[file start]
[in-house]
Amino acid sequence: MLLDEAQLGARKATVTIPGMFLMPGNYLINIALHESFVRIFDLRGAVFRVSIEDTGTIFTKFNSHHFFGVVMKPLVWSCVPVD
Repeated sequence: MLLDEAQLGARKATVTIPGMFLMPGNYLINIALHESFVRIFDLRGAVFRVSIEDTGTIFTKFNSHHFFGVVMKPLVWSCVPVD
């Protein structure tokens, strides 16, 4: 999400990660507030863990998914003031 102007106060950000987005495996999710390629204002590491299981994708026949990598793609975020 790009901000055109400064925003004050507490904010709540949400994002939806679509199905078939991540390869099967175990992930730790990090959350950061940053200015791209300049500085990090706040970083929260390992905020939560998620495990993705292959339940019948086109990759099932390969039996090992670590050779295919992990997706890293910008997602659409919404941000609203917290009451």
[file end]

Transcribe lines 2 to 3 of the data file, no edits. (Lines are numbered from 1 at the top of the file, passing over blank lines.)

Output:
Amino acid sequence: MLLDEAQLGARKATVTIPGMFLMPGNYLINIALHESFVRIFDLRGAVFRVSIEDTGTIFTKFNSHHFFGVVMKPLVWSCVPVD
Repeated sequence: MLLDEAQLGARKATVTIPGMFLMPGNYLINIALHESFVRIFDLRGAVFRVSIEDTGTIFTKFNSHHFFGVVMKPLVWSCVPVD